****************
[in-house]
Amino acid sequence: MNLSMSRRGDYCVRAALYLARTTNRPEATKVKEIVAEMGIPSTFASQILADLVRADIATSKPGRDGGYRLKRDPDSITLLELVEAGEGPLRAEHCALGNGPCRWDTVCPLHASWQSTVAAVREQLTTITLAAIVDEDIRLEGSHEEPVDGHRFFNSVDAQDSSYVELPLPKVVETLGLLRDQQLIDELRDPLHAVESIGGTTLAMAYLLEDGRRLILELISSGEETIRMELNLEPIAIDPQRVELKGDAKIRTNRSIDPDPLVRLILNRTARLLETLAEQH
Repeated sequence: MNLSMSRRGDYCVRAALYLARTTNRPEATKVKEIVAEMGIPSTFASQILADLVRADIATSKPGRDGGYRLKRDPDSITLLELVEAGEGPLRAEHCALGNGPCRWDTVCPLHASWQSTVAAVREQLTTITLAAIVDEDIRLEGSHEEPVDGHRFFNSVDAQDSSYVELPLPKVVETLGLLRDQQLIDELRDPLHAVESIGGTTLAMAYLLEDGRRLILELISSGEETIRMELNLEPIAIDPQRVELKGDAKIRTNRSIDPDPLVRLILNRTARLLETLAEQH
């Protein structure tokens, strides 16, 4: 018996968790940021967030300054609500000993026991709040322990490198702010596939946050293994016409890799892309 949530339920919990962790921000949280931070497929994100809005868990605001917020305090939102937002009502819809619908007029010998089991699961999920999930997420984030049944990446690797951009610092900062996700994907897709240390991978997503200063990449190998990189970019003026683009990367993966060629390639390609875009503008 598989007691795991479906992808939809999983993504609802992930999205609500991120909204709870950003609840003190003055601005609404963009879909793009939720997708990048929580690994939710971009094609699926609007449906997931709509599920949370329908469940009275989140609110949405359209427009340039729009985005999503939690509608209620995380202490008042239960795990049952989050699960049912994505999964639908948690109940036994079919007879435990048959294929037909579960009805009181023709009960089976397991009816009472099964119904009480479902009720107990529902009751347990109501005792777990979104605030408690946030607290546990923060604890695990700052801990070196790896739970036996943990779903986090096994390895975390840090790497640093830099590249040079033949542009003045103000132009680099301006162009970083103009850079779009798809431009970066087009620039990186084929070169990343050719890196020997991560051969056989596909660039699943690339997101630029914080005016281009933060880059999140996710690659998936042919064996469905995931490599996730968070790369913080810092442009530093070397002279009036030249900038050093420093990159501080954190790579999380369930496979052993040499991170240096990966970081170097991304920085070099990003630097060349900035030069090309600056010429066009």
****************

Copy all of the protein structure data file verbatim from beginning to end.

[in-house]
Amino acid sequence: MNLSMSRRGDYCVRAALYLARTTNRPEATKVKEIVAEMGIPSTFASQILADLVRADIATSKPGRDGGYRLKRDPDSITLLELVEAGEGPLRAEHCALGNGPCRWDTVCPLHASWQSTVAAVREQLTTITLAAIVDEDIRLEGSHEEPVDGHRFFNSVDAQDSSYVELPLPKVVETLGLLRDQQLIDELRDPLHAVESIGGTTLAMAYLLEDGRRLILELISSGEETIRMELNLEPIAIDPQRVELKGDAKIRTNRSIDPDPLVRLILNRTARLLETLAEQH
Repeated sequence: MNLSMSRRGDYCVRAALYLARTTNRPEATKVKEIVAEMGIPSTFASQILADLVRADIATSKPGRDGGYRLKRDPDSITLLELVEAGEGPLRAEHCALGNGPCRWDTVCPLHASWQSTVAAVREQLTTITLAAIVDEDIRLEGSHEEPVDGHRFFNSVDAQDSSYVELPLPKVVETLGLLRDQQLIDELRDPLHAVESIGGTTLAMAYLLEDGRRLILELISSGEETIRMELNLEPIAIDPQRVELKGDAKIRTNRSIDPDPLVRLILNRTARLLETLAEQH
């Protein structure tokens, strides 16, 4: 018996968790940021967030300054609500000993026991709040322990490198702010596939946050293994016409890799892309 949530339920919990962790921000949280931070497929994100809005868990605001917020305090939102937002009502819809619908007029010998089991699961999920999930997420984030049944990446690797951009610092900062996700994907897709240390991978997503200063990449190998990189970019003026683009990367993966060629390639390609875009503008 598989007691795991479906992808939809999983993504609802992930999205609500991120909204709870950003609840003190003055601005609404963009879909793009939720997708990048929580690994939710971009094609699926609007449906997931709509599920949370329908469940009275989140609110949405359209427009340039729009985005999503939690509608209620995380202490008042239960795990049952989050699960049912994505999964639908948690109940036994079919007879435990048959294929037909579960009805009181023709009960089976397991009816009472099964119904009480479902009720107990529902009751347990109501005792777990979104605030408690946030607290546990923060604890695990700052801990070196790896739970036996943990779903986090096994390895975390840090790497640093830099590249040079033949542009003045103000132009680099301006162009970083103009850079779009798809431009970066087009620039990186084929070169990343050719890196020997991560051969056989596909660039699943690339997101630029914080005016281009933060880059999140996710690659998936042919064996469905995931490599996730968070790369913080810092442009530093070397002279009036030249900038050093420093990159501080954190790579999380369930496979052993040499991170240096990966970081170097991304920085070099990003630097060349900035030069090309600056010429066009």